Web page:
It’s 5:45 by the time she’s getting in her car, sun still shining brightly in the summer heat. She’d showered and thrown on a sun dress and clipped her hair up in deference to the heat but hadn’t bothered with more than a touch-up of her lipstick. Driving through Hawkins is like a walk down memory lane, everything looks the same, if weathered and smaller to her grownup eyes.
She brakes at a four-way sign, coming to a slow stop, and is surprised when she sees Jonathan and Steve chatting outside the police station. Seeing the two of them unearths something she thought she'd locked away almost a decade ago. She likes to tell herself she’s moved on, from them, from Hawkins. And she had; she'd made friends, had more than her share of semi-serious boyfriends. But the things she’s kept hidden, the things that changed her and created her journalistic drive and independent streak, were things no one outside of Hawkins could understand. There was always a space, a chasm, in every relationship she had—it had kept friends from becoming best friends, boyfriends from becoming more.
So, she'd thrown herself into reporting over the years. The newsroom wasn’t always an easy place for a female in the 90’s, but she'd earned enough respect over the years, didn’t put up with shit from anyone, that it had become home. She'd earned a reputation for the odd stories, for finding and believing in a story when no one else would. Another part of Hawkins left inside her; conspiracies were easier to see and believe when you’d seen monsters from another dimension and little girls experimented on by the government. She has a home and a life in Boston, one painstakingly built over the last 9 years; but coming into Hawkins, brings the pang of loss to the forefront of her mind.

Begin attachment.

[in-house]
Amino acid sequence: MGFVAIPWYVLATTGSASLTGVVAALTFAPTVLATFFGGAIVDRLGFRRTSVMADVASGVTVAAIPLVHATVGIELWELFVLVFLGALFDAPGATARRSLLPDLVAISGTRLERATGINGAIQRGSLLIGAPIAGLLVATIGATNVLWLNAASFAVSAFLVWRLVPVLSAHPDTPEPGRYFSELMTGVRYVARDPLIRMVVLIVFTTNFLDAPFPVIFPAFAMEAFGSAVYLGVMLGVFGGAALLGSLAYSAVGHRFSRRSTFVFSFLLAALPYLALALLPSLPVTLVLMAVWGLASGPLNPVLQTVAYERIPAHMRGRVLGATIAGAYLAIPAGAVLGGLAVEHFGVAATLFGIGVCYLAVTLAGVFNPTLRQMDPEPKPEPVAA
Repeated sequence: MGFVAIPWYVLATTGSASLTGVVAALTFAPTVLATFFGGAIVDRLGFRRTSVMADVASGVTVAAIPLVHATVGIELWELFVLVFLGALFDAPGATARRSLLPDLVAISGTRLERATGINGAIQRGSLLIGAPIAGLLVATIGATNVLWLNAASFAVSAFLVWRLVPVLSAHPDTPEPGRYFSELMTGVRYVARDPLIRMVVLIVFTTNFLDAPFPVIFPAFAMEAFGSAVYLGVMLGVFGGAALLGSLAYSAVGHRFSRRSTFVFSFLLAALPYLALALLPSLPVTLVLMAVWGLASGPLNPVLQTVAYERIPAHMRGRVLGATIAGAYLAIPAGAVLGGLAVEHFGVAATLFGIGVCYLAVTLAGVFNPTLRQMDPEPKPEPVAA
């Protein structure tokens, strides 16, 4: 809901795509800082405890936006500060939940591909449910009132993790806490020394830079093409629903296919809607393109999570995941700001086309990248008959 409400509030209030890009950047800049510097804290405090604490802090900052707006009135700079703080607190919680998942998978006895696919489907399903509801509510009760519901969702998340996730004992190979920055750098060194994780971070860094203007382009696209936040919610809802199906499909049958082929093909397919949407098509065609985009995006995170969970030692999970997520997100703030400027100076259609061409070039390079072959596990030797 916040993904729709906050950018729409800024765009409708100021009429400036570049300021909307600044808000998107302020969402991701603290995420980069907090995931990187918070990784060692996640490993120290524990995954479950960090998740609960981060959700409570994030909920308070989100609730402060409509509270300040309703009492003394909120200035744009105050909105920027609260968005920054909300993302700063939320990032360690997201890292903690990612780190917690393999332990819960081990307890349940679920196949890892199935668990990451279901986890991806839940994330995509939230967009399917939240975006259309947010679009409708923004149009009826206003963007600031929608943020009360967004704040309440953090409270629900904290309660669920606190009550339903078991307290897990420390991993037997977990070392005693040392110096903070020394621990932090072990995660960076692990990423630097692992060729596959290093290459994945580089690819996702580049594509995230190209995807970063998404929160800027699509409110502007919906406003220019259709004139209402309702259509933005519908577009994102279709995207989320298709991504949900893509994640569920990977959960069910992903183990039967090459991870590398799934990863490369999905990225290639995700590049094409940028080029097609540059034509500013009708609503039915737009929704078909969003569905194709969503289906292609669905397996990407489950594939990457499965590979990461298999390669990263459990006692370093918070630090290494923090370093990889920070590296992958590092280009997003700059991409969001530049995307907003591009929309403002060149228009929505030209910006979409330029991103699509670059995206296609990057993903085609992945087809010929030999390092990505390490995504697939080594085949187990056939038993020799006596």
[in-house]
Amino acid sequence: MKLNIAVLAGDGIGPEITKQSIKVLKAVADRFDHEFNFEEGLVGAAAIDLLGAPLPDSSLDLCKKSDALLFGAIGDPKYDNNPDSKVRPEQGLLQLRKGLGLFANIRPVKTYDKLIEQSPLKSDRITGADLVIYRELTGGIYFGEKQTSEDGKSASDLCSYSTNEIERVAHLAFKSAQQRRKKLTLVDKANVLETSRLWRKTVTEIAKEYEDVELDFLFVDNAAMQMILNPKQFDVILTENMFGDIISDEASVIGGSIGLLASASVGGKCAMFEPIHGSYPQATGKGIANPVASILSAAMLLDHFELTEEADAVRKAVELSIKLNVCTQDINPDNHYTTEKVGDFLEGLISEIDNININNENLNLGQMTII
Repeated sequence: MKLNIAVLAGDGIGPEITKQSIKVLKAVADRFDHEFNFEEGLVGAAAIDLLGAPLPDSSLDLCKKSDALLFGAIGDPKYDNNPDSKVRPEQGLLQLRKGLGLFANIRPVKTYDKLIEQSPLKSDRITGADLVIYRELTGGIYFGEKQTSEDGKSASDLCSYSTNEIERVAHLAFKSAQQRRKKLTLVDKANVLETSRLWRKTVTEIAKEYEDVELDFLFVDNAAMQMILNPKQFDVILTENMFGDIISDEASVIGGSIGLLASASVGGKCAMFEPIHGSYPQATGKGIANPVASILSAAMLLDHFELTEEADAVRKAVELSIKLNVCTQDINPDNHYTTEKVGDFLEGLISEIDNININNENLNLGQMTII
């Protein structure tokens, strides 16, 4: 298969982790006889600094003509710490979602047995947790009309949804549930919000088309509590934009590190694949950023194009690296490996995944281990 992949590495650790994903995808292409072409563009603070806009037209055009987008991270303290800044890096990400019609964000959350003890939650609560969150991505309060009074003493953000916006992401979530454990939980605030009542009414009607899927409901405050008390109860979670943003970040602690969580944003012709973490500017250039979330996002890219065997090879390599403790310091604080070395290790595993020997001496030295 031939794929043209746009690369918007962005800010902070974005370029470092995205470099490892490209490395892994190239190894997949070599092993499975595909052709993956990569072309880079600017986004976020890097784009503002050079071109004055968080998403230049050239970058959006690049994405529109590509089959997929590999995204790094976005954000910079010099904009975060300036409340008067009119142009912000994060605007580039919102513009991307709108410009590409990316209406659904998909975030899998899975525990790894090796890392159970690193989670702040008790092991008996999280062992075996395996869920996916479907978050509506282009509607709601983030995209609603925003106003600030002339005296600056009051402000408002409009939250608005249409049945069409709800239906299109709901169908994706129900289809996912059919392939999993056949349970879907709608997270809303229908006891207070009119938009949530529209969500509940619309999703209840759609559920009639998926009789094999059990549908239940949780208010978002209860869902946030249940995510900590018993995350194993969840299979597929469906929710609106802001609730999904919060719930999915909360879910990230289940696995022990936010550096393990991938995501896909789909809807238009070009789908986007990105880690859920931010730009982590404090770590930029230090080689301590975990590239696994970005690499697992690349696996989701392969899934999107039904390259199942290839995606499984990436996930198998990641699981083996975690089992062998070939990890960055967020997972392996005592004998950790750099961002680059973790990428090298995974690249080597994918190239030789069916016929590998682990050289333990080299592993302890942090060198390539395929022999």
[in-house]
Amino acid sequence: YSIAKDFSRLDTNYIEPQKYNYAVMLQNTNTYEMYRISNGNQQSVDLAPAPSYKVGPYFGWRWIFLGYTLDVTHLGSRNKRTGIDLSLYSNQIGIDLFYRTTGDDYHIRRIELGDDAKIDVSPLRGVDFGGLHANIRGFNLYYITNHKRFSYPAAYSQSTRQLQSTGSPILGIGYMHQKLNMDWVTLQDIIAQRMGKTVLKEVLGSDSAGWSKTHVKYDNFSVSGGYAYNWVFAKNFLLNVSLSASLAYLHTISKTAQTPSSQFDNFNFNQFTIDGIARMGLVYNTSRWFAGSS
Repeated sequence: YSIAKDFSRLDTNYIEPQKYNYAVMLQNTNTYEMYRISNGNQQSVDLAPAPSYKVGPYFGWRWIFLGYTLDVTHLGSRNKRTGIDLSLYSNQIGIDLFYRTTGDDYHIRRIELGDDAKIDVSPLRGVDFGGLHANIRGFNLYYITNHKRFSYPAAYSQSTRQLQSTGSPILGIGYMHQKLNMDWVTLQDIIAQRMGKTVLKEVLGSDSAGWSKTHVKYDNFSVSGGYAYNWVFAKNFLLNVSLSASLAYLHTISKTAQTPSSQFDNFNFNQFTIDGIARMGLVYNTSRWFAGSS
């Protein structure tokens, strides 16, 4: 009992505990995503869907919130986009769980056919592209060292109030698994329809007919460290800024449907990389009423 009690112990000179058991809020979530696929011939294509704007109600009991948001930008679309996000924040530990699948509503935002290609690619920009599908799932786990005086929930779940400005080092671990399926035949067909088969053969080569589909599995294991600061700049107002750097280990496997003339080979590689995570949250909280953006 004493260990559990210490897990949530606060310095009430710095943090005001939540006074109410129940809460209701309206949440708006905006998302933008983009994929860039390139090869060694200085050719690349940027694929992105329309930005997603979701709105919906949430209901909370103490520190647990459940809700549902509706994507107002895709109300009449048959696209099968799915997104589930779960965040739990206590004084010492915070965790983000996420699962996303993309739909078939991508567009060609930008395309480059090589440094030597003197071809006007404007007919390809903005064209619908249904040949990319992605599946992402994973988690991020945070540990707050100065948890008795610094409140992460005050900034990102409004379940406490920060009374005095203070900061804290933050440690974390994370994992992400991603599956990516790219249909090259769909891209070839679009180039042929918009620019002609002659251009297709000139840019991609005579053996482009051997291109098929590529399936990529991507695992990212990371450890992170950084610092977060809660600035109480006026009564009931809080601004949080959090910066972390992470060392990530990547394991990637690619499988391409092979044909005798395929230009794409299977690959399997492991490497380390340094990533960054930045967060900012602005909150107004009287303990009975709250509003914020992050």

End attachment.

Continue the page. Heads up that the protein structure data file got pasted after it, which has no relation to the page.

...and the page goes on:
Jonathan and she had tried after he moved away their senior year, but thrice weekly phone calls and monthly visits soon dwindled to weekly phone calls and then every other week. She was mostly to blame, throwing herself into schoolwork and college plans. By the time graduation rolled around it had finally fizzled out. They’d called after graduation and shared plans but, even though she was going to be in Boston and Jonathan at NYU, they never talked again.